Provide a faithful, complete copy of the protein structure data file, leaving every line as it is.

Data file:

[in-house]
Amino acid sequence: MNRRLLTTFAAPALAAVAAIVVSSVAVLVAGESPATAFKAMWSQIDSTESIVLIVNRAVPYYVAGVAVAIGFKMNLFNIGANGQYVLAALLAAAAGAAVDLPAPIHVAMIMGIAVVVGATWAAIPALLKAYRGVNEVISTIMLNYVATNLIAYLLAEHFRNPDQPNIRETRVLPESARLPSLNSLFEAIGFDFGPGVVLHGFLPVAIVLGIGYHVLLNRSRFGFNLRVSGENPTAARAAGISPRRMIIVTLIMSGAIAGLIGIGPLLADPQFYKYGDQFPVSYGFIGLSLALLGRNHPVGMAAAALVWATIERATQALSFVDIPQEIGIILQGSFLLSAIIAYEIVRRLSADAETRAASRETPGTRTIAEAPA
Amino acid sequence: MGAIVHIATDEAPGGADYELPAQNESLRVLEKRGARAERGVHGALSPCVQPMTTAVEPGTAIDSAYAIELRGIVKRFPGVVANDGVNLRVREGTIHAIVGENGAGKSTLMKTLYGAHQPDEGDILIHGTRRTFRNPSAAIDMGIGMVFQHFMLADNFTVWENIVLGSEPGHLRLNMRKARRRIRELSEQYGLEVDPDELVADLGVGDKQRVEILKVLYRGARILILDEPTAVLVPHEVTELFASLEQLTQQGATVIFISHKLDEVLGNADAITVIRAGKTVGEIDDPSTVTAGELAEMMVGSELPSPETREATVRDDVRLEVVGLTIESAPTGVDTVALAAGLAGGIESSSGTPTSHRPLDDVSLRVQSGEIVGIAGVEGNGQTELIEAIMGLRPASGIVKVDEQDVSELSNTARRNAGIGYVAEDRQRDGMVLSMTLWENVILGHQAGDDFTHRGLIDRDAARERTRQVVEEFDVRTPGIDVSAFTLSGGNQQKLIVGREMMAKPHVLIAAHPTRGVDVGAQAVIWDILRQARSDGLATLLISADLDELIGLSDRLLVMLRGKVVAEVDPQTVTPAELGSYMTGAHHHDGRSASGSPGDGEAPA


[in-house]
Amino acid sequence: MNRRLLTTFAAPALAAVAAIVVSSVAVLVAGESPATAFKAMWSQIDSTESIVLIVNRAVPYYVAGVAVAIGFKMNLFNIGANGQYVLAALLAAAAGAAVDLPAPIHVAMIMGIAVVVGATWAAIPALLKAYRGVNEVISTIMLNYVATNLIAYLLAEHFRNPDQPNIRETRVLPESARLPSLNSLFEAIGFDFGPGVVLHGFLPVAIVLGIGYHVLLNRSRFGFNLRVSGENPTAARAAGISPRRMIIVTLIMSGAIAGLIGIGPLLADPQFYKYGDQFPVSYGFIGLSLALLGRNHPVGMAAAALVWATIERATQALSFVDIPQEIGIILQGSFLLSAIIAYEIVRRLSADAETRAASRETPGTRTIAEAPA
Amino acid sequence: MGAIVHIATDEAPGGADYELPAQNESLRVLEKRGARAERGVHGALSPCVQPMTTAVEPGTAIDSAYAIELRGIVKRFPGVVANDGVNLRVREGTIHAIVGENGAGKSTLMKTLYGAHQPDEGDILIHGTRRTFRNPSAAIDMGIGMVFQHFMLADNFTVWENIVLGSEPGHLRLNMRKARRRIRELSEQYGLEVDPDELVADLGVGDKQRVEILKVLYRGARILILDEPTAVLVPHEVTELFASLEQLTQQGATVIFISHKLDEVLGNADAITVIRAGKTVGEIDDPSTVTAGELAEMMVGSELPSPETREATVRDDVRLEVVGLTIESAPTGVDTVALAAGLAGGIESSSGTPTSHRPLDDVSLRVQSGEIVGIAGVEGNGQTELIEAIMGLRPASGIVKVDEQDVSELSNTARRNAGIGYVAEDRQRDGMVLSMTLWENVILGHQAGDDFTHRGLIDRDAARERTRQVVEEFDVRTPGIDVSAFTLSGGNQQKLIVGREMMAKPHVLIAAHPTRGVDVGAQAVIWDILRQARSDGLATLLISADLDELIGLSDRLLVMLRGKVVAEVDPQTVTPAELGSYMTGAHHHDGRSASGSPGDGEAPA